• Love, Gilda
  • Sammy Davis, Jr.: I've Gotta Be Me

San Francisco Jewish Film Festival 2018

Castro Theater, San Francisco
July 19-29, 2018
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With 67 films from 23 countries, this year’s San Francisco Jewish Film Festival–the 38th–remains the world’s largest, and, of course, still the oldest.
And, by the way, 53% of the films are directed by women.
The festival opens July 19th at San Francisco’s historic Castro Theater with “Love, Gilda,” a portrait of former “Saturday Night Live” performer and beloved comedian Gilda Radner; and it ends its Castro run on July 29th with a tribute to another comedian, Jew-by-choice Sammy Davis, Jr. (“Sammy Davis, Jr.: I’ve Gotta Be Me”). The festival will also be held at Palo Alto’s Cinéarts theater (July 21 to 26th); the East Bay’s Albany (July 27 to 29th) and Piedmont Theaters (August 3rd to 5th); and San Rafael’s Christopher B. Smith Rafael Film Center (August 3rd to 5th).
This year’s two sidebars will be on Black/Jewish relations, and on Austria. The first, entitled black.ish / jew.ish, include the Sammy Davis film as well as two films about music (“Blue Note Records: Beyond the Blues,” and “Satan and Adam,” about the partnership of an African-American busker and a white, Jewish harmonica player).
The second sidebar, entitled “Bless My Homeland Forever,” starts with a collaboration with the San Francisco Silent Film Festival: “The City Without Jews,” the international premiere of a newly-restored 1924 Hungarian film, with live music accompaniment; and continues with “The Waldheim Waltz,” a documentary about the 1986 election of former Nazi Kurt Waldheim to the Austrian presidency.
Here, in no particular order, are some other films that caught my eye:
“Baby Face” is a 1933 film starring Barbara Stanwyck as an ambitious small-town girl who “sleeps her way to the top,” as they used to say, of the executive suite. Aside from its having been “based on a treatment” by Darryl F. Zanuck, I’m not sure of the film’s Jewish connection. Still–who can resist?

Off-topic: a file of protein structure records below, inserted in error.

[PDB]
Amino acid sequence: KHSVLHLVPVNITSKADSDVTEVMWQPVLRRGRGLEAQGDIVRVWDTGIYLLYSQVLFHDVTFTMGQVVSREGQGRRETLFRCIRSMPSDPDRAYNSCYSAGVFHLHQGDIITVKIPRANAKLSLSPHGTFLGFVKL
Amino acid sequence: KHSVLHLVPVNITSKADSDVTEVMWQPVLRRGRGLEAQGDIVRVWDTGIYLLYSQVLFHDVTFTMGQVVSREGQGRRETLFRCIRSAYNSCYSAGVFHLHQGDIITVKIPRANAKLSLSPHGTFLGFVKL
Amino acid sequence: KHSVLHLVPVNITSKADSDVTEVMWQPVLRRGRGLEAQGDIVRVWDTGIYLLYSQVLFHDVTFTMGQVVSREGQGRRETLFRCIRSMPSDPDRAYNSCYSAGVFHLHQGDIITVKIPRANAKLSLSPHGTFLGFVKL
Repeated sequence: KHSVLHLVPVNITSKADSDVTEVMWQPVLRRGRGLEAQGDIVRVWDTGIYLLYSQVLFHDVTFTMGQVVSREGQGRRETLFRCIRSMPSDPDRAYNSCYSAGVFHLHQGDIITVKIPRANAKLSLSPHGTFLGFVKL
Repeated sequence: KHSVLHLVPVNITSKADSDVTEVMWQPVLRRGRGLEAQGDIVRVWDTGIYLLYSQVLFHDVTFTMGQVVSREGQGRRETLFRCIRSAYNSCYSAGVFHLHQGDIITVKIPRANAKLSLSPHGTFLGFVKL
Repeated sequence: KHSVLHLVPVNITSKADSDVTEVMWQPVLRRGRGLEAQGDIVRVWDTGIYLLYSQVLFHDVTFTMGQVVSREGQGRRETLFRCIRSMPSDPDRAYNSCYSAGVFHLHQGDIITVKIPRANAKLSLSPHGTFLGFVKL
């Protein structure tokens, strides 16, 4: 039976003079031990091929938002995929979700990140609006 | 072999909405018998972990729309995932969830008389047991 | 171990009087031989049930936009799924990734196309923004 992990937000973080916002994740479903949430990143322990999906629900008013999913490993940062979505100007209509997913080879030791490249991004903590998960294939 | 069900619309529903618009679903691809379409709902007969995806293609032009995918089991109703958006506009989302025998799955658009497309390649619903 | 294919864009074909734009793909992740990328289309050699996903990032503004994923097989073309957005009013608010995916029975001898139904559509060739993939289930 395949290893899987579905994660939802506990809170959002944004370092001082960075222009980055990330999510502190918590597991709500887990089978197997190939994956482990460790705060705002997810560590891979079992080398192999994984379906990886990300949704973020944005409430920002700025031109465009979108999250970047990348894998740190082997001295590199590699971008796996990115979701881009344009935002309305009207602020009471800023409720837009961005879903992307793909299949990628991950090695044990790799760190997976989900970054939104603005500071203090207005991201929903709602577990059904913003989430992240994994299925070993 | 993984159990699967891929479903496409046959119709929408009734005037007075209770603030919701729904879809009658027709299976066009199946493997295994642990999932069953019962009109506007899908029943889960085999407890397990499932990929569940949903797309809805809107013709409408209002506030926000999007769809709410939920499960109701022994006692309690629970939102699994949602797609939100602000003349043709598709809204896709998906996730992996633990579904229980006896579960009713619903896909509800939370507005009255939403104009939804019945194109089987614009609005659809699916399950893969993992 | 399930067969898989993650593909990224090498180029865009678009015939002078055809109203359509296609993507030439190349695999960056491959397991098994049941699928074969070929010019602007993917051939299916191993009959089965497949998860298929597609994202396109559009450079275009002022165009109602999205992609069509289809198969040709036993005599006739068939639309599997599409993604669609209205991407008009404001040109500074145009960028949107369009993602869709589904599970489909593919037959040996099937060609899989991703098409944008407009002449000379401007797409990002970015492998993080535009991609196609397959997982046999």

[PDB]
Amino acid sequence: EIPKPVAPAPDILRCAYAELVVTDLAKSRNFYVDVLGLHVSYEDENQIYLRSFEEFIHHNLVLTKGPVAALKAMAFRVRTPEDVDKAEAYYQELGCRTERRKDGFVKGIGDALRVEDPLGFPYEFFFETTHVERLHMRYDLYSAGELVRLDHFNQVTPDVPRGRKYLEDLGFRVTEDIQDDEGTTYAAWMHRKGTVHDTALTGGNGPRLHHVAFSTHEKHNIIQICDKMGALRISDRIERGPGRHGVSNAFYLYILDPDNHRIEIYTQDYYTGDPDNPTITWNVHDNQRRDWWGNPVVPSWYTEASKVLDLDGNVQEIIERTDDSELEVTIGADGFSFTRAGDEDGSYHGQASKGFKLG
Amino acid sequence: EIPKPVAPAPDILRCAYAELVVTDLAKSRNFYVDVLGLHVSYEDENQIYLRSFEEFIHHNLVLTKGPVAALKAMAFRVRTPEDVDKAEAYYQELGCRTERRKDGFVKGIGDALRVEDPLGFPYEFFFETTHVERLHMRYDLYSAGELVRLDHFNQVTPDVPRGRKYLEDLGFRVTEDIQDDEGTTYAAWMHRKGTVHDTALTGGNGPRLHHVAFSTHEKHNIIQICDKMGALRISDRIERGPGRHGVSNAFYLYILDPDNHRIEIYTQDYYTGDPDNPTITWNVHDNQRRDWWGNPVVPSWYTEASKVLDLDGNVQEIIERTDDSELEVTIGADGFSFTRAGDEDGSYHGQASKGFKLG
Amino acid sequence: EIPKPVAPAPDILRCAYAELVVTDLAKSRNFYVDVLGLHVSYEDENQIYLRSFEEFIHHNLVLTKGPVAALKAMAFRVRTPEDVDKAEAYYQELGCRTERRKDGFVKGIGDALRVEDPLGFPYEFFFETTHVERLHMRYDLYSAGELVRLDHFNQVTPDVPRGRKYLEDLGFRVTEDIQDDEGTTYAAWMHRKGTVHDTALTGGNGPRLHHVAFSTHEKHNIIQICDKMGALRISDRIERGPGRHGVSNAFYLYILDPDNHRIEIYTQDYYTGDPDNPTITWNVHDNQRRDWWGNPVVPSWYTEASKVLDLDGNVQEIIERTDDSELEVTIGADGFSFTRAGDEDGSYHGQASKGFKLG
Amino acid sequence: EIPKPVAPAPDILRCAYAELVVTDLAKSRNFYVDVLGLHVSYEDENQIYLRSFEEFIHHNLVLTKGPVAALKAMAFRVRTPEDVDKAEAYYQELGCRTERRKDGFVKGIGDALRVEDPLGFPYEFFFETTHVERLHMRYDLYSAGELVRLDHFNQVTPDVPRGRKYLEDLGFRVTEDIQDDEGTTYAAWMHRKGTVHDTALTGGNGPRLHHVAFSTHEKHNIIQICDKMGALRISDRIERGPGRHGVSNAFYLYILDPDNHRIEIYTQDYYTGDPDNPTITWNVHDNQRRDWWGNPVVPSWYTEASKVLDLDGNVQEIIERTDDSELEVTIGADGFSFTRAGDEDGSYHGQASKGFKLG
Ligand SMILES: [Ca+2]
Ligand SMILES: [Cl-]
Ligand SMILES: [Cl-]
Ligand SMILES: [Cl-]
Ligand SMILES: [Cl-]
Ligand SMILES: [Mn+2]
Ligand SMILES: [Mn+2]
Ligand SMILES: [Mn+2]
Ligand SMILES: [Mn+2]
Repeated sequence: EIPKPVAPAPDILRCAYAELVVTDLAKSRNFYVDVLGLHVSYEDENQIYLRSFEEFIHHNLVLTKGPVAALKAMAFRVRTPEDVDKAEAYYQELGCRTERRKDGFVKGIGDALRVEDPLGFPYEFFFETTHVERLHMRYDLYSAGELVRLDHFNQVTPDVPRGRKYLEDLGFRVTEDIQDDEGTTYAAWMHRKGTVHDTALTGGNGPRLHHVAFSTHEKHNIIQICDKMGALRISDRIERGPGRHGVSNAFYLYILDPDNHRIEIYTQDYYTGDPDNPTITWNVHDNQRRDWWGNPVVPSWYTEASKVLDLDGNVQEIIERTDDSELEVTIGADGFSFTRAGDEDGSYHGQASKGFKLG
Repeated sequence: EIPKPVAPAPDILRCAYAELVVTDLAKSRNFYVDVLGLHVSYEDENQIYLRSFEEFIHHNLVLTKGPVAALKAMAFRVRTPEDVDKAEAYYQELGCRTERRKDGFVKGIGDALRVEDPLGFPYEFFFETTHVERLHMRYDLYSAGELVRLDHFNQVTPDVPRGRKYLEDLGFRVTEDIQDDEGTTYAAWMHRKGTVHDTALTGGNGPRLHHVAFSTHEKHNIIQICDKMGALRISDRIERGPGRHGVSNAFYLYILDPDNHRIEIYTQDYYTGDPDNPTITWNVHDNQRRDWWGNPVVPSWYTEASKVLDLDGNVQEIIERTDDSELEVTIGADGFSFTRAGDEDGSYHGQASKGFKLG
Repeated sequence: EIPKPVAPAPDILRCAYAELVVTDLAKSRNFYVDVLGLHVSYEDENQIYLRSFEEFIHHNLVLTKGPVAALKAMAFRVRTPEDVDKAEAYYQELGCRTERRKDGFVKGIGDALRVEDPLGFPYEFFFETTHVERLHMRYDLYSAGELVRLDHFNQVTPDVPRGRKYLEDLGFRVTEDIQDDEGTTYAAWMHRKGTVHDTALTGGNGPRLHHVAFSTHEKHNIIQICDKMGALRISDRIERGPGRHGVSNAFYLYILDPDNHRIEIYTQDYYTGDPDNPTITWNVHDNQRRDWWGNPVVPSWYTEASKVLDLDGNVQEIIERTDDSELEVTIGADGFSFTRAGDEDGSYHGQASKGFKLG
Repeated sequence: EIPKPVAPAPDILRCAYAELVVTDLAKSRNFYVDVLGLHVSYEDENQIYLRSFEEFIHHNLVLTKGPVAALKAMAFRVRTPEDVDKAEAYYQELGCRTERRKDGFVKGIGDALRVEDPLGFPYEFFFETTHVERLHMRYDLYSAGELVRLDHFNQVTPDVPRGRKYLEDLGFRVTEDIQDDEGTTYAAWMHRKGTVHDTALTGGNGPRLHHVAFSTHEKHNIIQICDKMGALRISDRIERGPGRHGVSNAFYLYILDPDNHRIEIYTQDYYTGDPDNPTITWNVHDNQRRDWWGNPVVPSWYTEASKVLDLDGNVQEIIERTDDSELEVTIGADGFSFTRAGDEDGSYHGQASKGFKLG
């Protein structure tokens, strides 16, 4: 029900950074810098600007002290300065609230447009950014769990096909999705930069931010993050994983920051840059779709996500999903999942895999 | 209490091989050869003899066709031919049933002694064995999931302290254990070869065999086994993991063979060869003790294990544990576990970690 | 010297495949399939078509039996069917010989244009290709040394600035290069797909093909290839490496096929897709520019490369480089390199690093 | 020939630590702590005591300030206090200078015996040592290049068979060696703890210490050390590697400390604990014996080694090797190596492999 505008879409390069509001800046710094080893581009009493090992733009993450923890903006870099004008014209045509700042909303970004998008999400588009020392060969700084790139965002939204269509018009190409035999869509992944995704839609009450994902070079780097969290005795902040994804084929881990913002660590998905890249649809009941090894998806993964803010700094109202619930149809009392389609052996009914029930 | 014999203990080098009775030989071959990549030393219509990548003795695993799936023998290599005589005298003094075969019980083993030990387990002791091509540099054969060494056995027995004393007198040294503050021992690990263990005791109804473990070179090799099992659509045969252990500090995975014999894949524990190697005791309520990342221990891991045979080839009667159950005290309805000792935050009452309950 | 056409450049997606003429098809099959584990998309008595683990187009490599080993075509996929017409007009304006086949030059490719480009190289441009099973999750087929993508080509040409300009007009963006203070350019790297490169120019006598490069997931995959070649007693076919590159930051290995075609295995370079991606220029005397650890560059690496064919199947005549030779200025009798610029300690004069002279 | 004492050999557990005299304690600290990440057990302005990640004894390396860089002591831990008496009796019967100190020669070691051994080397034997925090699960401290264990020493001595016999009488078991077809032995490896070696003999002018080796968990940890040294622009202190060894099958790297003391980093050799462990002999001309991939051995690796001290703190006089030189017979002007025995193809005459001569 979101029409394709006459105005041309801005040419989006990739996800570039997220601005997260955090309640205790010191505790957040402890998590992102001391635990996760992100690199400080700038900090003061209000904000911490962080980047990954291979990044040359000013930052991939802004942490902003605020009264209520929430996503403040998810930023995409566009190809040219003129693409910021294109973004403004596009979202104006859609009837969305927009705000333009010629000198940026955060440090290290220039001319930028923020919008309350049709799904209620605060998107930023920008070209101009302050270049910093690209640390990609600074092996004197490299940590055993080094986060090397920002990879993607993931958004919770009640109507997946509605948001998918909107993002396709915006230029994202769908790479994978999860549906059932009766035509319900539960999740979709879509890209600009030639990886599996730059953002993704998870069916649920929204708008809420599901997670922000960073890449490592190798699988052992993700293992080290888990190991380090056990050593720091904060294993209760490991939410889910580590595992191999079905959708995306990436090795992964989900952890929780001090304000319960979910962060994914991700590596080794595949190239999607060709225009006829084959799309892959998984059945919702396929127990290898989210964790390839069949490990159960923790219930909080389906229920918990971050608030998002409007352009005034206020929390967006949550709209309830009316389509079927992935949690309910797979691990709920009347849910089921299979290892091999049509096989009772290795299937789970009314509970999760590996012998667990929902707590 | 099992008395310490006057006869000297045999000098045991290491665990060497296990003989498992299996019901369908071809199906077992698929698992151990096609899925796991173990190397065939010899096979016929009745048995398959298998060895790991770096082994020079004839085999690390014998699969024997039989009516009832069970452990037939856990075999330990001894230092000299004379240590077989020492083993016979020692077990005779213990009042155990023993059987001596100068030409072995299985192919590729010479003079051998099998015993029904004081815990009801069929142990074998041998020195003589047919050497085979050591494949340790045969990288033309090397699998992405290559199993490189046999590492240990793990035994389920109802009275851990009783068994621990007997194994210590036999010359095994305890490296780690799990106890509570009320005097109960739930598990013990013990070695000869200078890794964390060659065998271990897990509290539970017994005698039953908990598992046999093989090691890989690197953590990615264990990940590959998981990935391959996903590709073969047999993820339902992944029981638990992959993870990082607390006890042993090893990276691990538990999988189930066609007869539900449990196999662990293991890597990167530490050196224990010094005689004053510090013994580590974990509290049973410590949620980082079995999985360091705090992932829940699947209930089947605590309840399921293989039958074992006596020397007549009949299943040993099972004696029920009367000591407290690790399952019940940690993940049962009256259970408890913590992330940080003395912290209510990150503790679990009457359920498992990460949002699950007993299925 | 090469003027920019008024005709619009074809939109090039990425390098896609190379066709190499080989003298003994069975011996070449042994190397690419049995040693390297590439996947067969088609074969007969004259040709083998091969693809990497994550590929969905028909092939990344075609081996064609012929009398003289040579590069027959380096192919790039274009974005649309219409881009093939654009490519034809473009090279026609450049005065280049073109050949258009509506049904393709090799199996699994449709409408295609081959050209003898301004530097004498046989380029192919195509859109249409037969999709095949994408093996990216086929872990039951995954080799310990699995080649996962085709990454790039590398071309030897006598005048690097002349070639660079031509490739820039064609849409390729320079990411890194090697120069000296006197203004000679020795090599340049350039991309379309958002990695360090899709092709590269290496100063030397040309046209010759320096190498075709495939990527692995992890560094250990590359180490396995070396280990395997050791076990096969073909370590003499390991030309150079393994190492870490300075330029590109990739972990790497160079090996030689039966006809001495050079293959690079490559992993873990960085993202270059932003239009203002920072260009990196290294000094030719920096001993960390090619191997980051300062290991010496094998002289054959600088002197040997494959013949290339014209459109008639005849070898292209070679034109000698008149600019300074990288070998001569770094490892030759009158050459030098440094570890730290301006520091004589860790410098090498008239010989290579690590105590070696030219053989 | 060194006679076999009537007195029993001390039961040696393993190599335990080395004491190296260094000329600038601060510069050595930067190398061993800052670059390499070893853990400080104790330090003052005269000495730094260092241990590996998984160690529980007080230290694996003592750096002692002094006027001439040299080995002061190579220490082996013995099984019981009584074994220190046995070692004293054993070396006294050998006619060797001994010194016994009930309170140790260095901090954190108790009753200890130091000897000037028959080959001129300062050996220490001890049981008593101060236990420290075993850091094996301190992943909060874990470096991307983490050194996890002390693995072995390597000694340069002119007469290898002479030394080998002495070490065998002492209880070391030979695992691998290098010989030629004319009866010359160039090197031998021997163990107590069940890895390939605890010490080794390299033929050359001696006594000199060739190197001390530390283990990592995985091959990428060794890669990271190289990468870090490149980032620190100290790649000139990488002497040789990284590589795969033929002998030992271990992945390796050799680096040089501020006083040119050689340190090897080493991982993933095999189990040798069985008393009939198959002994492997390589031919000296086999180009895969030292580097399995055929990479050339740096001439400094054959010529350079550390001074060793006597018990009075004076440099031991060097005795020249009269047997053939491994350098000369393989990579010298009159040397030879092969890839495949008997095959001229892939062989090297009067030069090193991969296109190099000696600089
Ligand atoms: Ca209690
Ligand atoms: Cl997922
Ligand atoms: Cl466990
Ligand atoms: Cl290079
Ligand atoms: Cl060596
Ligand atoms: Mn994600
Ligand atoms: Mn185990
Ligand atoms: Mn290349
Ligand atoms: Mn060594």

“The Oslo Diaries” is a documentary about the 1992 peace negotiations between Israel and the PLO. Doesn’t that seem long ago and far away?
“Budapest Noir,” co-sponsored by the Film Noir Foundation, is set in–of course–Budapest in 1936. Its hero is a crime reporter investigating the sudden death of a pro-Hitler prime minister. The cinematographer is Elemer Gagalyi, cinematographer of last year’s hit, “1945.”
“The Invisibles,” from Germany, is a “documentary/narrative”–part doc, part enactment–about some 7,000 Jews who continued to live secretly in Berlin after the Nazis had decreed the city “Judenfrei” (free of Jews) in 1943.
“Shalom Bollywood: The Untold History of Indian Cinema” is the story of “how four Jewish/Indian actresses came to dominate the Indian movie industry for nearly forty years.”
Another intriguing-sounding documentary is “The Twinning Reaction,” which explores what happened when families discovered that a Jewish adoption agency had secretly separated and studied identical twins.
The festival’s ticket policy is intricate and based on whether ticket-buyers are members of the Jewish Film Institute or not.
For complete information, visit sfjff.org. Detailed ticket information is available at sfjff.org/tickets. The festival box office’s phone number is (415) 621-0523.

San Francisco ,
Renata Polt, a freelance writer and critic, is the translator and editor of A Thousand Kisses: A Grandmother's Holocaust Letters.